Kentucky is generally one of the slower states to adopt progressive cannabis laws. Currently, recreational weed remains illegal. So does medical marijuana. In fact, Kentucky is one of the 17 last states to implement some form of legal medical marijuana program.

However, all of that could be changing. This week, a lawmaker in the state pre-filed a new marijuana related bill. If the bill passes into law, it would bring sweeping changes to the state’s currently very restrictive weed laws.

Kentucky’s Proposed Legalization Bill

The potential new bill was pre-filed by Representative Cluster Howard. His proposal would make a number of big changes to Kentucky’s cannabis laws. Most notably, these changes include the following:

  • It will be legal for adults 21 and older to purchase, possess, and consume marijuana.
  • The bill would decriminalize the possession of less than one ounce of cannabis.
  • Similarly, the proposed bill would establish a framework for regulating and taxing recreational retail sales.
  • Howard’s proposal would put the state’s Alcoholic Beverage Control Board in charge of administering legal weed.
  • Specifically, the Alcoholic Beverage Control Board would issue four types of licenses. These include cultivator licenses, processing licenses, lab testing licenses, and retail licenses. Per local news source WKYT, businesses would have to renew their licenses every year.
  • Each county in the state will be allowed to have up to two legal retailers. Larger counties can have more than two retailers, but no more than one retailer per every 2,300 residents.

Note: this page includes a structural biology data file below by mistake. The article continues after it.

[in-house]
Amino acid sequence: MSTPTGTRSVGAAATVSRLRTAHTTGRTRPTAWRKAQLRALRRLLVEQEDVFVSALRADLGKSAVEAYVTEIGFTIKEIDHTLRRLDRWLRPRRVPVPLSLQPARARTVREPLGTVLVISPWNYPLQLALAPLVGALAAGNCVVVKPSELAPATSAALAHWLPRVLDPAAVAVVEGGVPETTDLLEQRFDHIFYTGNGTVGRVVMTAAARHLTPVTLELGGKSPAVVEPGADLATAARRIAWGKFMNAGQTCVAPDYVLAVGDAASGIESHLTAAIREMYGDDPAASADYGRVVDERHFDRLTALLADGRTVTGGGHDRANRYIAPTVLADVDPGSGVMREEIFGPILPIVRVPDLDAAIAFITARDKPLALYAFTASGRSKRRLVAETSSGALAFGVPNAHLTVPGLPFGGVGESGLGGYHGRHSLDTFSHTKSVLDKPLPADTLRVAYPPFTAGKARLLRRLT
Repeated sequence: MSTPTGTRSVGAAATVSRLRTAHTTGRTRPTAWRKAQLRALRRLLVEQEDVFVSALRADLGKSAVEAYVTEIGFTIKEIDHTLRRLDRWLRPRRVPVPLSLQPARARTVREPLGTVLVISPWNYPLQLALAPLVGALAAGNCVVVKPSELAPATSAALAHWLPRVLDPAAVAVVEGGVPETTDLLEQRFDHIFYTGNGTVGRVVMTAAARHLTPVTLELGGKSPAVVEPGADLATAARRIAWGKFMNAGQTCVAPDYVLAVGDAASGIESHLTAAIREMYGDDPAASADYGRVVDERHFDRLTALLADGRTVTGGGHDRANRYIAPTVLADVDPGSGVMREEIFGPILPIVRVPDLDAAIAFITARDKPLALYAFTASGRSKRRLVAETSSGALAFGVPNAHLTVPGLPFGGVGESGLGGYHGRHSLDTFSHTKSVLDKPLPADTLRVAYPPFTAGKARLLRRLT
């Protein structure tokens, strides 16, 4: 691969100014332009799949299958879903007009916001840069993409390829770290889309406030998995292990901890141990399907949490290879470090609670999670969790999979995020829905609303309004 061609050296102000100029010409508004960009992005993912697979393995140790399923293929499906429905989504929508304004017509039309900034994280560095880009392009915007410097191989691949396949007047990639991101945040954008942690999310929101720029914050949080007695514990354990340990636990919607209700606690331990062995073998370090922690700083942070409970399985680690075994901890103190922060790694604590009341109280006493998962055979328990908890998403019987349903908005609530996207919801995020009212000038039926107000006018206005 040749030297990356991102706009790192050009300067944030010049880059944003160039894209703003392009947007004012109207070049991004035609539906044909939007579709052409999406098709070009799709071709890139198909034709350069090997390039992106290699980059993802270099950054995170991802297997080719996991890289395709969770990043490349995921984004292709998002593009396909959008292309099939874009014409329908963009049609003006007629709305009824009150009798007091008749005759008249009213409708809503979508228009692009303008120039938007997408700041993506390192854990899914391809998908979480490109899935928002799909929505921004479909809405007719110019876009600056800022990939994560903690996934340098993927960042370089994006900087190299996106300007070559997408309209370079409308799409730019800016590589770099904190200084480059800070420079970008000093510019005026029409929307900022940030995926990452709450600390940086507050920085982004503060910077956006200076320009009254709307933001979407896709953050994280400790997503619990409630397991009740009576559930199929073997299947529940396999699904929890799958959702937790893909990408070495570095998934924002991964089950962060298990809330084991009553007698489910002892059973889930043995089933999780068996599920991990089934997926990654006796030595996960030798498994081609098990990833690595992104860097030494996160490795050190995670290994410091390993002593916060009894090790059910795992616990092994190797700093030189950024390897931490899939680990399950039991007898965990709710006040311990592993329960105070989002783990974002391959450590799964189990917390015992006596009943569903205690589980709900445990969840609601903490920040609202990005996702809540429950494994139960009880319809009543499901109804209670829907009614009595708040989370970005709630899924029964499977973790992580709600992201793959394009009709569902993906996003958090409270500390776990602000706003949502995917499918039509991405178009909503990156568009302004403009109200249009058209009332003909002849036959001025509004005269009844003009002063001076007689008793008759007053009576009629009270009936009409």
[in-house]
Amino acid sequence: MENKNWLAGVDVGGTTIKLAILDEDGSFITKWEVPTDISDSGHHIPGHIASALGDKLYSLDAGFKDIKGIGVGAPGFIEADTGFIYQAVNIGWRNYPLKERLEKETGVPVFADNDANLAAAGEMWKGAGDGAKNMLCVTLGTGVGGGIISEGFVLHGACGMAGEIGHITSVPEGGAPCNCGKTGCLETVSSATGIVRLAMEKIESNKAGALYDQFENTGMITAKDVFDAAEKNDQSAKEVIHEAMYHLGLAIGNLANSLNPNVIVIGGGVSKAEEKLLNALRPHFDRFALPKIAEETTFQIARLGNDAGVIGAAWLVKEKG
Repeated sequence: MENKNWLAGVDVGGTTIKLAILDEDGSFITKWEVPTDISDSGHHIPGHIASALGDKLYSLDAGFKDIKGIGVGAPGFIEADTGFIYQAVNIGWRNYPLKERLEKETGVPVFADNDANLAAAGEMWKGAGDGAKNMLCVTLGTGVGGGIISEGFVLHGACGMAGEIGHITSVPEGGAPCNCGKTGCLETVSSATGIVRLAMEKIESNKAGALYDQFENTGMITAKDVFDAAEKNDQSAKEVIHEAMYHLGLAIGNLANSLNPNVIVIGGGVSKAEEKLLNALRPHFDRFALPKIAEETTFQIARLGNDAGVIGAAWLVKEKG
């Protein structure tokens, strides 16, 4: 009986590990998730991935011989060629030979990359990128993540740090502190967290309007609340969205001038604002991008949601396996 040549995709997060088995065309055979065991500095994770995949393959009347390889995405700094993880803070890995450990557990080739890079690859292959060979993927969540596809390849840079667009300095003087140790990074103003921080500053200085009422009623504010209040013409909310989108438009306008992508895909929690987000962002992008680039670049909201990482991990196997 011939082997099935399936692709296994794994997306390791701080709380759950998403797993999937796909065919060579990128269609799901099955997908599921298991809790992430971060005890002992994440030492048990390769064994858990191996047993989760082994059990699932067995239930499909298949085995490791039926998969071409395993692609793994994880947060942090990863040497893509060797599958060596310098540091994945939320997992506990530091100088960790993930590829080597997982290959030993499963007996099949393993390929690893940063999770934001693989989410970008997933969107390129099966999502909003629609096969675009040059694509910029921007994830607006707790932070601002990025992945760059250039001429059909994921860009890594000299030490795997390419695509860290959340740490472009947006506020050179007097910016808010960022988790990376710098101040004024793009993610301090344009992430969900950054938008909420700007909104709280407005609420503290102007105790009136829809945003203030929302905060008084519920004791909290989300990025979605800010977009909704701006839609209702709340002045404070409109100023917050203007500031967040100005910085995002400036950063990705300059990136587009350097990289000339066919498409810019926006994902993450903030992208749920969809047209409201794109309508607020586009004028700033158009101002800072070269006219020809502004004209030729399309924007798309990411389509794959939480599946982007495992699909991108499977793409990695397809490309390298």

• Legal retailers in Kentucky will only be allowed to sell cannabis and cannabis products.
  • Under Howard’s bill, tax revenues would fund public retirement funds. Specifically, WKYT reports that his plan will allocate 75 percent of weed taxes to the Kentucky Employees Retirement System. Meanwhile, the remaining 25 percent would be to the Kentucky Teachers Retirement System.

Importantly, Howard’s bill also takes into account some of the social harm already caused by current prohibition laws. Specifically, his bill would create a pathway for people convicted of a marijuana misdemeanor to have their records expunged.

It’s not clear how many people this would affect. But typically, legislation like this has far-reaching impacts in states that implement such allowances.

Changes Coming in Kentucky?

It is not clear how much support Howard’s proposal will receive from other lawmakers in the state. But he has already started articulating what he sees as the many benefits of such a move.

“Other states have shown that legalizing cannabis for adult use is a win-win situation for everyone involved,” Rep. Howard told WKYT. “It’s a major revenue generator. It frees up critical jail and prison space. It helps counteract the deadly opioid epidemic. And it gives farmers a major new cash crop. The longer we wait, the more we miss out on these benefits.”

Next year could be a big one for cannabis law in Kentucky. In addition to Howard’s proposal, it appears that lawmakers in the state will consider a bill to legalize medical marijuana next year. House Bill 136 is slated to be one of the first major pieces of legislation to be considered in 2020.





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